The magic beach

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There are cliffs at the edge of the horizon, behind the rocky island, so pale and misty they could be a mirage. I wonder aloud at what point the coast curves around, until somebody tells me that no, that is Jersey. The day is so clear that we can see all the way to the British Isles. 

We arrive just as the tide is drawing out, unaware of how lucky we are. Long stretches of golden sand, still rippled with the marks of the waves, unfold under our feet. We explore rock-pools, a waterfall, an infinity pool built into the ocean wall. Gingerly we step between barnacles and in and out of patches of seaweed, making our way to a fort and prison on a hill. (Only a few hours later, there will be no beach at all, and the fort will become a wave-battered island.) Here are ancient walls, hidden rooms, and breathtaking views across to the castle walls and the old town. 

I picture all of this under water in only a matter of hours. The paths, the steps, the hewn-stone alcoves... and then I think about Atlantis, and I wonder...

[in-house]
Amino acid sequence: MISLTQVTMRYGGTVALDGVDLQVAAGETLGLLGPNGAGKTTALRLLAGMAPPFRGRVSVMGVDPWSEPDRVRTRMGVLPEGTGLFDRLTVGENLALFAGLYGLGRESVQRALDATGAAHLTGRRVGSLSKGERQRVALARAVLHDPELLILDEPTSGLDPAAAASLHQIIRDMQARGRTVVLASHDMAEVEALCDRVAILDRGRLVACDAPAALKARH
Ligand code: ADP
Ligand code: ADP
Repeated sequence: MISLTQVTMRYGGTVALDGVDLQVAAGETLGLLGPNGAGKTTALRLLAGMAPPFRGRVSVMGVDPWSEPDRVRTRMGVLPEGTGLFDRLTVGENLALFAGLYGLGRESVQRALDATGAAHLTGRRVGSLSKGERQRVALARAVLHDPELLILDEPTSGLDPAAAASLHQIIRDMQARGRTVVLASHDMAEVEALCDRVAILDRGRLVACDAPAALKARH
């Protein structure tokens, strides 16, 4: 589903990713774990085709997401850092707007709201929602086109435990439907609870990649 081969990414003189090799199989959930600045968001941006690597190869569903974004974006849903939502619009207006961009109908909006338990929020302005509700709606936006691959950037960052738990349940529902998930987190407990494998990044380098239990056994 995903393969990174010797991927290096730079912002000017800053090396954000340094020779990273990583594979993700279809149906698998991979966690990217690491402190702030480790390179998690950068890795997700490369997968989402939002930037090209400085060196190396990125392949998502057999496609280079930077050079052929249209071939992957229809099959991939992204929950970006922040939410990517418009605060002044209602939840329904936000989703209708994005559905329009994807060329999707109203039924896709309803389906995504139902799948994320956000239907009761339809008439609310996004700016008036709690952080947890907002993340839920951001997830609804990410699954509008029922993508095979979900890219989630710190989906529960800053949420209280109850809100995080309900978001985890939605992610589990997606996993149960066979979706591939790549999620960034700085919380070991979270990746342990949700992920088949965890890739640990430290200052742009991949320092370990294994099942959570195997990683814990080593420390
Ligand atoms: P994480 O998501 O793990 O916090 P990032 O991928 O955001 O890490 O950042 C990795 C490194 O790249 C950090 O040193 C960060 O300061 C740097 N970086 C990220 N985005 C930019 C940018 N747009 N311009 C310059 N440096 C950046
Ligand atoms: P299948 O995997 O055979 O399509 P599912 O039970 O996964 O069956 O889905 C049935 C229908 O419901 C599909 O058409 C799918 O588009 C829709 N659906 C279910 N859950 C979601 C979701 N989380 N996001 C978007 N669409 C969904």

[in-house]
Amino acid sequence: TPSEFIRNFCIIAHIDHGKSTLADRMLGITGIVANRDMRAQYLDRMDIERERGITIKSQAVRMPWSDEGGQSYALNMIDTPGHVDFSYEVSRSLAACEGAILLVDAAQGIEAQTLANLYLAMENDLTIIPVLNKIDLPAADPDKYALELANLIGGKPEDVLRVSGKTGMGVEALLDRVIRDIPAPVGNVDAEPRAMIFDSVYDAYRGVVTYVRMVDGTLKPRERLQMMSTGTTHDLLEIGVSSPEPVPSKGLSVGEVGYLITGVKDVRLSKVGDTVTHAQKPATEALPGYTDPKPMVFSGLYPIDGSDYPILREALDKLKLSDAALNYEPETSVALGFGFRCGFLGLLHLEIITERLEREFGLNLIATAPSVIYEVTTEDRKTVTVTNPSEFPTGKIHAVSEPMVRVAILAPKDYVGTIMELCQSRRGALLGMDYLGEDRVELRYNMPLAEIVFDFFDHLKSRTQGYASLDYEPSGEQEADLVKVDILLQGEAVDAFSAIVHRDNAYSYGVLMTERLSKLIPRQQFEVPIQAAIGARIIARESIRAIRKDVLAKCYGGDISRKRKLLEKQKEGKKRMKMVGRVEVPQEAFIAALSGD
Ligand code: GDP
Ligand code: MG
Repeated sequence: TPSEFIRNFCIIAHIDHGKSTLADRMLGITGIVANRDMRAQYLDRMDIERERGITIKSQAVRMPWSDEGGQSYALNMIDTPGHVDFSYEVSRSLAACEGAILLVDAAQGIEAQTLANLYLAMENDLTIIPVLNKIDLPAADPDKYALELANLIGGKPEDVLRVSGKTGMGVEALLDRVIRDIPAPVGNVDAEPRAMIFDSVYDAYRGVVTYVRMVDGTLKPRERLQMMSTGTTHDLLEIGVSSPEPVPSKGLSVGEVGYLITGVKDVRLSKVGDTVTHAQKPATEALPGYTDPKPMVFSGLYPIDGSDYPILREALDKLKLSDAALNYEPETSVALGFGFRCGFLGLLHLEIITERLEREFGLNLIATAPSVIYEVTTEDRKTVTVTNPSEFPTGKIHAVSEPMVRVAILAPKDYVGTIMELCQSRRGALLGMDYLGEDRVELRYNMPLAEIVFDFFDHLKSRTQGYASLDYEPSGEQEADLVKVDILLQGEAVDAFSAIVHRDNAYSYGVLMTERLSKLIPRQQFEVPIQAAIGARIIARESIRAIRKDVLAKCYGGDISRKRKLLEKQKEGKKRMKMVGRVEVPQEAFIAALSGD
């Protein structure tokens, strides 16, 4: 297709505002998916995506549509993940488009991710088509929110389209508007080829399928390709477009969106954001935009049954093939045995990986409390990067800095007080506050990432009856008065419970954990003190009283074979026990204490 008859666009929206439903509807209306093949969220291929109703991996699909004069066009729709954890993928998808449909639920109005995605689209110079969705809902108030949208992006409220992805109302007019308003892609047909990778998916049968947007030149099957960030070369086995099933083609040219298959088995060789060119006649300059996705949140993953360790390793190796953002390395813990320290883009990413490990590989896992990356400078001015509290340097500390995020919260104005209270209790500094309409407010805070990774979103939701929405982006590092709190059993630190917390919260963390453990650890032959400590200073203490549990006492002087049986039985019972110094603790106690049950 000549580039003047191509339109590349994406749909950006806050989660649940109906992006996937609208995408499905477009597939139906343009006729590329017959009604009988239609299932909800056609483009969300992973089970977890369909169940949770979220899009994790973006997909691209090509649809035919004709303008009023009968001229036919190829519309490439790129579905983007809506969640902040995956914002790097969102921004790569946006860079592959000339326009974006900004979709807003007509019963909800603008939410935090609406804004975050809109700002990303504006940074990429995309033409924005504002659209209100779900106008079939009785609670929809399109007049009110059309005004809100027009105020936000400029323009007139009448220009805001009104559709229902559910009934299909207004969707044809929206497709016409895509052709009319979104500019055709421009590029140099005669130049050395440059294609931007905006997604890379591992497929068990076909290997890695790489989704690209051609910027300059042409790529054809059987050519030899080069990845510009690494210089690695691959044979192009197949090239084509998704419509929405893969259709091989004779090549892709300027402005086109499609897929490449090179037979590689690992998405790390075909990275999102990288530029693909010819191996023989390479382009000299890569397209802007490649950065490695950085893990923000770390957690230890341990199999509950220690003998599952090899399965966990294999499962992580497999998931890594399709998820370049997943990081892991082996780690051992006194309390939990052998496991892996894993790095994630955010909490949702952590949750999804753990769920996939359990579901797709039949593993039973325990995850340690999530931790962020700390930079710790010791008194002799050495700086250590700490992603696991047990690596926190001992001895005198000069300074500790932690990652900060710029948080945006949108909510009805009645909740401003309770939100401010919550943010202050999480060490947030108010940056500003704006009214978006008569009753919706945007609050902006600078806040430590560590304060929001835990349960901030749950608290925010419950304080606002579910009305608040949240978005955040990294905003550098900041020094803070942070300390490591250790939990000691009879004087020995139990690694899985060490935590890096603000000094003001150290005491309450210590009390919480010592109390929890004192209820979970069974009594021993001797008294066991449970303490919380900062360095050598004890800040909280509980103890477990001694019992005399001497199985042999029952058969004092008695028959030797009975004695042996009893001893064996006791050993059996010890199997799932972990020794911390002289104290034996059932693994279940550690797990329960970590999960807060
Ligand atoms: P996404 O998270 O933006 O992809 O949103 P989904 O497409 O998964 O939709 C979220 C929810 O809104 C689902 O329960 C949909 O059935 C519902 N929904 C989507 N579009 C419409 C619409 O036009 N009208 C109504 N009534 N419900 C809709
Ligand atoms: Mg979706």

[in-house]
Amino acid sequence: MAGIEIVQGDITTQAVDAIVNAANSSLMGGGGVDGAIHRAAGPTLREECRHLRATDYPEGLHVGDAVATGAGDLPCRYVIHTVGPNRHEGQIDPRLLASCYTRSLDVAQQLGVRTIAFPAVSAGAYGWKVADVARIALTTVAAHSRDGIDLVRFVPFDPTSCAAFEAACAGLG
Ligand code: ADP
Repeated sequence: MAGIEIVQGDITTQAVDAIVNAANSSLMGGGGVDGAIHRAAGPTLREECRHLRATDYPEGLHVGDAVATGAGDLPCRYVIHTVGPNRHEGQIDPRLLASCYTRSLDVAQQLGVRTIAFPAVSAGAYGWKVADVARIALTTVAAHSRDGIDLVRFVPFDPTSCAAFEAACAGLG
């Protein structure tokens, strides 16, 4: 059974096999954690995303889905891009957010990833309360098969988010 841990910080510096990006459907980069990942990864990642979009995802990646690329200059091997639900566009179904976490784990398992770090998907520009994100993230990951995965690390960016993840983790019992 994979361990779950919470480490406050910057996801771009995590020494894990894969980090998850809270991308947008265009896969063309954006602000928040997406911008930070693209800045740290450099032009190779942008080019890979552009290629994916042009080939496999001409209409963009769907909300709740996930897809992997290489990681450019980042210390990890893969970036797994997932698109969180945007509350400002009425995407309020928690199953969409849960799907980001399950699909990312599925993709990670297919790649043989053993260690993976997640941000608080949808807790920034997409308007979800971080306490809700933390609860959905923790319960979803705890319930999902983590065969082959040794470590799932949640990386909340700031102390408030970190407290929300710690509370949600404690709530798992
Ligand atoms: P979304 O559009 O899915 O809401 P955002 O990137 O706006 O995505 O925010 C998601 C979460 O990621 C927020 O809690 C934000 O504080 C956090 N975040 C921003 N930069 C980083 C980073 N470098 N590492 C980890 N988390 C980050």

The children start the day in long pants and jumpers and slowly shed layers as the sun grows in strength, ending up gleefully racing across the sand and through the shallow waves in just their underwear. We plan to visit for two hours and stay for seven instead, barely making it to the last bus home, tired, sunburned, and overflowing with happy memories. 

As if to complete the cliché, seagulls circle above the castle towers, calling. I feel joy. 

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Pirates! For centuries, the treacherous coastline, hardy sailors and impregnable castle walls made our magic beach a haven for pirates. Think of every swashbuckling Treasure Island story you have ever heard: yo ho ho and a bottle of rum, and all the rest. Ruthless crews would lay in wait for English, Dutch and Portuguese ships carrying gold, spices and other precious cargo from the Caribbean, then hide their treasure away in the many secret harbours and hideaways that pepper the cliffs and coves. In the 17th century the King of France legalised the pirates (for a share of the profit), and so they became known as corsairs, privateers pillaging on behalf of the Crown. They were so feared that British mariners called our beach 'the Hornet's Nest.' 

Ralph chooses a random spot in the sand and starts digging. "Soon I'll find treasure," he announces, with supreme confidence. 

This is a place rich in history and beautifully, sometimes brutally, ruled by nature. As we clamber over the still-wet rocks, Scout starts chanting to herself softly, "At our beach, at our magic beach..." from a well-known children's book we have at home. The book is about a beach that is beautiful and magical in its own right but, on every second page, the children in its pages imagine something more: knights battling dragons; an exhilarating underwater race on the backs of seahorses trailing pearls; smugglers, sneaking along the rocks at dusk. 

The book is called Magic Beach

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